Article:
x = independently organized TED event

Theme: Cultural Responses To Climate Change

This event occurred on
November 20, 2021
Mount Tamborine, Queensland

Tackling our ongoing climate crisis means adjusting the behaviours, attitudes and relationships we hold with the environment and with each other. It's not just tech solutions we require but deep cultural shifts. It won't be a single action but the collection of many small and sweeping changes that sets us up for success or failure and culture is the bedrock of behaviour.

We'll be exploring through a variety of speakers how shifting culture from mainstream society, whether ancient or modern, can help change our current climate path. With special emphasis on first nations ways of knowing and being, drawing from lands managed in sustainable and regenerative ways prior and post colonisation, we will explore what a new space of cultural emergence might look like. An emergence that is appropriate, equitable and listens to the needs of the land and the people.

- What does it mean to be a custodial species in our environment?

- What is culture? what is good culture and what does it mean to reclaim our cultural practices?

- How can we contribute to meaningful cultural emergence as ethical and responsible consumers?

These are a few of the questions we'll be exploring in depths over the three days of this seminar, with many more exploring the themes of right relating, impacts of colonisation, moving beyond helplessness, cross-cultural dialogue and breaking the binaries we live within.

All profits raised from this event is going towards a specific land back fund for First Nations Aboriginal people.
Please see our tiered ticketing guide to see where you might fall on the ticketing scale.

Stay tuned for the release of our event program.

243 Guanaba Road Mt Tamborine
Mount Tamborine, Queensland, 4272
Event type:
Countdown (What is this?)
See more ­T­E­Dx­Perma­Queer events


Speakers may not be confirmed. Check event website for more information.

Claudiu Oprea

Permaculture Educator, artist, linguist, chef & healer
Claudiu is a Romanian born queer permaculture educator, artist, linguist, chef and healer. Claudiu’s curiosity into the invisible structures that govern our health and well being has led him to apply permaculture to a wide scope of interests, such as setting up temporary well fare spaces at festivals in the UK and Spain to teaching a social permaculture PDC to Indian Government Land Officials in the Himalayas as well as growing food and medicine with kids at an alternative school in Goa where he introduced permaculture on the school curriculum. His work sits at the intersection of queerness, permaculture, alternative education and healing. Claudiu’s response to the CoVid pandemic has been to set up the SanQtuary Goa, an experimental space for queer folk to access alternative healing modalities such as embodied trauma release, expressive arts therapies, plant medicine, body work, an outdoor spa, food and medicine growing, community events, co-creation, celebration and play.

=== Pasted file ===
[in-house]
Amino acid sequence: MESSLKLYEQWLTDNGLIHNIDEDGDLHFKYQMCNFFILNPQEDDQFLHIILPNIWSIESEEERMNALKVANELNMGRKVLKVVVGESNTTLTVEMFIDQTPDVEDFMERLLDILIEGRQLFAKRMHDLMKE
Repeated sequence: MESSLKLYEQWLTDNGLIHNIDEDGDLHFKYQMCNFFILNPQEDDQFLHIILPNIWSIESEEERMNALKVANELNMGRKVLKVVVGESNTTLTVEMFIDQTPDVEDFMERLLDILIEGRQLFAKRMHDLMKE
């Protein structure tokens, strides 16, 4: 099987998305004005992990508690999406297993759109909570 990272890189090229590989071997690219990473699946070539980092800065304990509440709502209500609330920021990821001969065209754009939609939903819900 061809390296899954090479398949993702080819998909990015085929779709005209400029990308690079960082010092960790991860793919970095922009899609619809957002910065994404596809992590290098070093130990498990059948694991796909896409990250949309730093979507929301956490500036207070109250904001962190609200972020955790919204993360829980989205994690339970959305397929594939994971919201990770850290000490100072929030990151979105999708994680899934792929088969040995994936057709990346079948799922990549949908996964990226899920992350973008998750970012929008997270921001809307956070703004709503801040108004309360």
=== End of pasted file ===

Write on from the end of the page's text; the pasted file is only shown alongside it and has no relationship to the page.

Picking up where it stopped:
Debbi Long

Health Anthropologist
Dr Debbi Long is a health anthropologist, currently living in Naarm, on the country of the Wurundjeri people pf the Eastern Kulin nations. With more than 30 years experience as an urban permaculturalist, Debbi undertook her PDC with John Champagne at Brogo Permaculture, and is making plans to move back home to Yuin country (South Coast NSW) to establish a permacultured home on two and a half acres among extended family. Debbi trained as a social and cultural anthropologist in The Netherlands, where she gained her Masters degree before returning to Australia to do her PhD, titled Dissolving the Solid Body: An Ethnography of Birthing in an Australian Public Hospital. She has undertaken fieldwork in Turkey, Swaziland (eSwatini) and in a variety of contexts in Australian public hospitals. She has taught at university in anthropology departments; in medical, nursing and allied health programs; and in Indigenous programs.

Elizabeth Couse

Farmer & Permaculture Educator
Elizabeth Couse (she/her) is a farmer and environmentalist passionate about social justice and social change. She has a B.S. in International Agriculture & Rural Development from Cornell University and has traveled widely working in farming communities around the world. Originally from upstate New York, she now resides in her home on the Caribbean Coast of Costa Rica. Early on in her career, Elizabeth discovered permaculture, an outlook that she found to be empowering, hopeful, and useful in these challenging times. As a woman of color, she also saw many pitfalls within the movement and an opportunity to challenge it and ultimately make it stronger. She founded Liberation Permaculture with a group of peers and leaders in permaculture as a commitment to justice and liberation. She shares her activism online and found a voice on her Instagram platform where she continues to be connected to the global sustainability and social justice movements.

Fio Gede Parma

Healer, Seer & Witch
Fio Gede Parma (they/them/their) currently resides in Gadigal and Bidjigal Country. They are a Balinese-Australian hereditary healer and seer and an initiated witch serving and celebrating in Wildwood, Anderson Feri, and Reclaiming communities. Since 2009 they have been an award-winning author and have authored, co-written and co-edited 6 books. Fio Gede Parma teaches ecstatic technique and ritual, mentors spirit-workers, witches, healers, diviners, and mystics and works for justice, repair, and recognition of the multiplex, infinite mystery we are each born of and born to. They have taught and connected with community and kin in five continents